It was a beautiful start to National Day for Truth and Reconciliation in Williams Lake Friday, Sept. 30 as Indigenous and non-Indigenous community leaders and residents took part in a flag-raising ceremony outside city hall.
Chief Willie Sellars of the Williams Lake First Nation was on hand as Orange Shirt Society executive director Blair Cunningham opened the ceremony just after 8 a.m., welcoming Dave Archie who did a blessing in Secwepemc and English to honour “this good morning” and survivors.
Archie also introduced Angie Stump who said a prayer in Tsilhqot’in and English.
“Ancestors we pray for you, we pray for the lost children. We know today that the whole world knows that our children are found.”
As the group sang and drummed, an Every Child Matters flag was raised.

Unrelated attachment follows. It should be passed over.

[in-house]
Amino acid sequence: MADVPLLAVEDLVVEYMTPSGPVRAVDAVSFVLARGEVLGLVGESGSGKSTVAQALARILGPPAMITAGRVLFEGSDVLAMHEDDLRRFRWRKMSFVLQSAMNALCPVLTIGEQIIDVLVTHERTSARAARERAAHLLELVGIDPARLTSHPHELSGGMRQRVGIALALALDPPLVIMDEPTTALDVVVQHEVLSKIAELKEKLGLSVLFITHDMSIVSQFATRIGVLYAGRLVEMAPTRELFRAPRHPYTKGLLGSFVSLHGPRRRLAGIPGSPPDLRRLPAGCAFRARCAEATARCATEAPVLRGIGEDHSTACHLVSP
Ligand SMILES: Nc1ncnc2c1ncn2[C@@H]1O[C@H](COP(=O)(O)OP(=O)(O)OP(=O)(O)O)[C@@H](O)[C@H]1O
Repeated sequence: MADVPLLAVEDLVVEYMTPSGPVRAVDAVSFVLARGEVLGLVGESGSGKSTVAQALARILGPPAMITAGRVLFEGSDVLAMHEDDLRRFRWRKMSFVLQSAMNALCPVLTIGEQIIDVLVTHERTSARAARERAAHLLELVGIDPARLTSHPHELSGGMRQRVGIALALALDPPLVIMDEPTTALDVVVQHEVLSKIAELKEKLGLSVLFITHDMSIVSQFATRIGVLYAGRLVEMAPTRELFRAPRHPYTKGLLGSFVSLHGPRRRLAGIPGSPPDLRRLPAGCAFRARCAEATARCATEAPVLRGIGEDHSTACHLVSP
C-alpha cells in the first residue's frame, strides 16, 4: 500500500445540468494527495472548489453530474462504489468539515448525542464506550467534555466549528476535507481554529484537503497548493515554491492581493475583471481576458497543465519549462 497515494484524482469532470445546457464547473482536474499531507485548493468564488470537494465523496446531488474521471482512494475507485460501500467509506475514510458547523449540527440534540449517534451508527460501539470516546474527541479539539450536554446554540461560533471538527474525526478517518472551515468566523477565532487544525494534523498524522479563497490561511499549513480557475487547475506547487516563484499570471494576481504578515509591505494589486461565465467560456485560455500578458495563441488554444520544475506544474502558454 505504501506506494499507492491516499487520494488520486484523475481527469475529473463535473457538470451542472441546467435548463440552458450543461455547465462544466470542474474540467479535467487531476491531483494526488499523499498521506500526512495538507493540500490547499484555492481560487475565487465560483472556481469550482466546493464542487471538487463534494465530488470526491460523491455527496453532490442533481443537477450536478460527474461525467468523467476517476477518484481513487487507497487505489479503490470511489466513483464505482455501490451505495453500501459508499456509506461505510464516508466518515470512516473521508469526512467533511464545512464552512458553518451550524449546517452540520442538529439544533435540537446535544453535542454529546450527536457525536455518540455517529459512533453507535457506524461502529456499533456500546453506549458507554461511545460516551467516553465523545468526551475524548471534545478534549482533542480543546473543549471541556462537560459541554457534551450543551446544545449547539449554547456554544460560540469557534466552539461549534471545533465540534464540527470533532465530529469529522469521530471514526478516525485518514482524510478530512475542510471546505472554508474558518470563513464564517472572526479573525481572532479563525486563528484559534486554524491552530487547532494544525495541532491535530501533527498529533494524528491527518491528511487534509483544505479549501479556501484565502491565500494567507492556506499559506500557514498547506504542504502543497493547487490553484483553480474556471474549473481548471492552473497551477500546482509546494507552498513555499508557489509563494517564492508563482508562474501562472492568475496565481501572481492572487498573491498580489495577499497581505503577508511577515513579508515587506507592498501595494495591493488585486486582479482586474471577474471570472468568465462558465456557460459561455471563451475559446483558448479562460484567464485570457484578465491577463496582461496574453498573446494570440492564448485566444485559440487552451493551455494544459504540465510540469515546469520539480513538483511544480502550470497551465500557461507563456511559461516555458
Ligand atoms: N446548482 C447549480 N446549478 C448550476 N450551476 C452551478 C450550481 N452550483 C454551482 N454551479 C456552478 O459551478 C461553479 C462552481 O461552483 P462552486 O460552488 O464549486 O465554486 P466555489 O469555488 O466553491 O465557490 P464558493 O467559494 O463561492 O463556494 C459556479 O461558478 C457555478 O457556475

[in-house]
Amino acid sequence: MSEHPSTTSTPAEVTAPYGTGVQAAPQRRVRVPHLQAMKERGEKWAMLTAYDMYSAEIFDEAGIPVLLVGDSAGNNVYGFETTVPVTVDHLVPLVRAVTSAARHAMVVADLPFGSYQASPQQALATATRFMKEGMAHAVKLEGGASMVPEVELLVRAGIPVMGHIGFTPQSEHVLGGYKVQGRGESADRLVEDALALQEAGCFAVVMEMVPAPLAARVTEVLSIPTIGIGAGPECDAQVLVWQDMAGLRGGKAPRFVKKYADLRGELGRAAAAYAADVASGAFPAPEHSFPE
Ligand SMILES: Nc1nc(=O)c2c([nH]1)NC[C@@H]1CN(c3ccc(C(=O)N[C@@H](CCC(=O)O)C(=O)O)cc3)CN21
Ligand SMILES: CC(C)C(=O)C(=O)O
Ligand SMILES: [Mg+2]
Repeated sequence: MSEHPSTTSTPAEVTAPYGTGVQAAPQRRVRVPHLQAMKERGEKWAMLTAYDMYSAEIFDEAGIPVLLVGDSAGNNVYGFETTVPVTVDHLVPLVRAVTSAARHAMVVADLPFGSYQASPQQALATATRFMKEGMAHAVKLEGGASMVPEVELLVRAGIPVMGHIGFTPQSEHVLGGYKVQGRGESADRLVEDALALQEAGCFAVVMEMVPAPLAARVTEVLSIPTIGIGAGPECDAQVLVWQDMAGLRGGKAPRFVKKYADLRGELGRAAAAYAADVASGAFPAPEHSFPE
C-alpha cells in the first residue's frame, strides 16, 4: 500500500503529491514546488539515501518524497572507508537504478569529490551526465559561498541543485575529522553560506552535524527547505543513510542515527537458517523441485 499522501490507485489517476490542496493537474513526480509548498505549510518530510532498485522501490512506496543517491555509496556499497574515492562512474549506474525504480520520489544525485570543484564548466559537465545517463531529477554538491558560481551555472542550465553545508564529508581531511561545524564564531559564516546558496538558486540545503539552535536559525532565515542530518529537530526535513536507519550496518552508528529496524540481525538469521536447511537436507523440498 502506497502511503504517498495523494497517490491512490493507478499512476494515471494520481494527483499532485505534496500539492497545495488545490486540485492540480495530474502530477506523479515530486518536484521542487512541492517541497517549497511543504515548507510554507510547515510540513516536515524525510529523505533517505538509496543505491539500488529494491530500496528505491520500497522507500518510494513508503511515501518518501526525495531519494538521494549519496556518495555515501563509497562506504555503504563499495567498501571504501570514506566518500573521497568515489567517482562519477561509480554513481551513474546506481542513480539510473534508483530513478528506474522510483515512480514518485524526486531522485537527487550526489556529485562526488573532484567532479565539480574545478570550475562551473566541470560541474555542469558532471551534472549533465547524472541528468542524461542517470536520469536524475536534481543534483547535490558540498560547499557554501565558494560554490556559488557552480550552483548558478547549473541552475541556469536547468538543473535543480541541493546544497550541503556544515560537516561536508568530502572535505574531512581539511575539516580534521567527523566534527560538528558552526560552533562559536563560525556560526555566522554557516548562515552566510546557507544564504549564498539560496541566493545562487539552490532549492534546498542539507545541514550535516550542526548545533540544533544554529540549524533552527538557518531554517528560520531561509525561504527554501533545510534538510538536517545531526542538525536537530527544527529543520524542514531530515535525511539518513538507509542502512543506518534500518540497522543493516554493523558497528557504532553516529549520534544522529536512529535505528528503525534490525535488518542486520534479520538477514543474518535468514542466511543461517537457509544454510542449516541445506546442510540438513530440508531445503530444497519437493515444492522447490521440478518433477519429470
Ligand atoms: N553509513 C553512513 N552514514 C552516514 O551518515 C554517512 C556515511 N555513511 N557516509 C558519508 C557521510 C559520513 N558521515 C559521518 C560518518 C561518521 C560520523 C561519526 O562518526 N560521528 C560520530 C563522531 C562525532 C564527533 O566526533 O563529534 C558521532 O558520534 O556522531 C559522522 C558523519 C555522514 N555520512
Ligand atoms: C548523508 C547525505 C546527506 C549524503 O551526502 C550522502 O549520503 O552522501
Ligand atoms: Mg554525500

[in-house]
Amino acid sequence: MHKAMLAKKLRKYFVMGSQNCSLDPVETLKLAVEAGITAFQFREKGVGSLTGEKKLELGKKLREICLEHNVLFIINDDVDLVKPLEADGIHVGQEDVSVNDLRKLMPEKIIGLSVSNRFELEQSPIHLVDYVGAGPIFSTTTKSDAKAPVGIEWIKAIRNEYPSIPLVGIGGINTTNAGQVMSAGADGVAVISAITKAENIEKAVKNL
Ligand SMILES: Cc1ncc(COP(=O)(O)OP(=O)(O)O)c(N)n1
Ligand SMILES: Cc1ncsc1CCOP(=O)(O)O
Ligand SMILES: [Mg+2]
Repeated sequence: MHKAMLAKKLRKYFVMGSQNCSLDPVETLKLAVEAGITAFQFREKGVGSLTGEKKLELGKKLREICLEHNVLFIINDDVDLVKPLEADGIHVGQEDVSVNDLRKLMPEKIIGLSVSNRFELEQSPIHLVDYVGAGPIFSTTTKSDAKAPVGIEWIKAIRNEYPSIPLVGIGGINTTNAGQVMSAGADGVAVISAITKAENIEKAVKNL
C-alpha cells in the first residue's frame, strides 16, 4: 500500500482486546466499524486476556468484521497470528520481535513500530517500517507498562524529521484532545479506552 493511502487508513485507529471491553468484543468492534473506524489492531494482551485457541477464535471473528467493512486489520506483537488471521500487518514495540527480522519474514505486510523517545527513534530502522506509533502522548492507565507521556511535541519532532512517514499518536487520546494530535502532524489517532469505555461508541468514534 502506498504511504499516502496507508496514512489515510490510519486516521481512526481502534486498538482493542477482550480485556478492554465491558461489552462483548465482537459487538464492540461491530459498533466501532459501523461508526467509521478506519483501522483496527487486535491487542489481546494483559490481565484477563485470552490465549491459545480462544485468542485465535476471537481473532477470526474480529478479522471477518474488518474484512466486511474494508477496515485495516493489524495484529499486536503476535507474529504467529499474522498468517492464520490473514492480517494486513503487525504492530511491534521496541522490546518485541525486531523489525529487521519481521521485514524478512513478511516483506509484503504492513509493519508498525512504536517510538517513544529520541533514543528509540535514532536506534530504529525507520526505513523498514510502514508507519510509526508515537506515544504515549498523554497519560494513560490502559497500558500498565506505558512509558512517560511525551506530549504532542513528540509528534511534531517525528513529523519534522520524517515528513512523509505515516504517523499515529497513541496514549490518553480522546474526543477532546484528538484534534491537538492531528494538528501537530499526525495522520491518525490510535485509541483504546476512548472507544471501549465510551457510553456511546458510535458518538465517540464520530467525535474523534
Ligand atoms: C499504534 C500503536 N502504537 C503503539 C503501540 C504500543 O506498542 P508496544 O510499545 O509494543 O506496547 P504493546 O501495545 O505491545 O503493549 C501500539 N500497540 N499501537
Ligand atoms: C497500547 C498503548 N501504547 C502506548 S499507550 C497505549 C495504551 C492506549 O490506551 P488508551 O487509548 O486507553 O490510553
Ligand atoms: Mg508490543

Chief Willie Sellars was in good spirits following the ceremony at city hall.
“We’re really changing the narrative with ceremonies like this, the raising of the orange flag,” said Sellars. “And the festivities that we have planned, we just wanted to welcome and make sure that everyone feels comfortable and everyone feels welcome because the more non-Indigenous individuals that we see celebrating the Indigenous population in this region, the more healing is going to take place. It’s about education, it’s about bringing people together, unification and think that’s exactly what the Orange Shirt Society has done with the festivities that have been planned.”
After the ceremony at city hall, the Williams Lake Rotary Club hosted a free pancake breakfast outside the Williams Lake Stampede Grandstands.
Hundreds of people came down to have breakfast and visit with one another at tables set up in the Let R’ Buck area.
At 11:30 a.m. the crowd took a seat inside the grandstands to watch the thrilling Indian Bareback Relay Race.
Following the first set of races and lunch, an official ceremony with speakers took place at 1 p.m. followed by more racing at 3:30 p.m.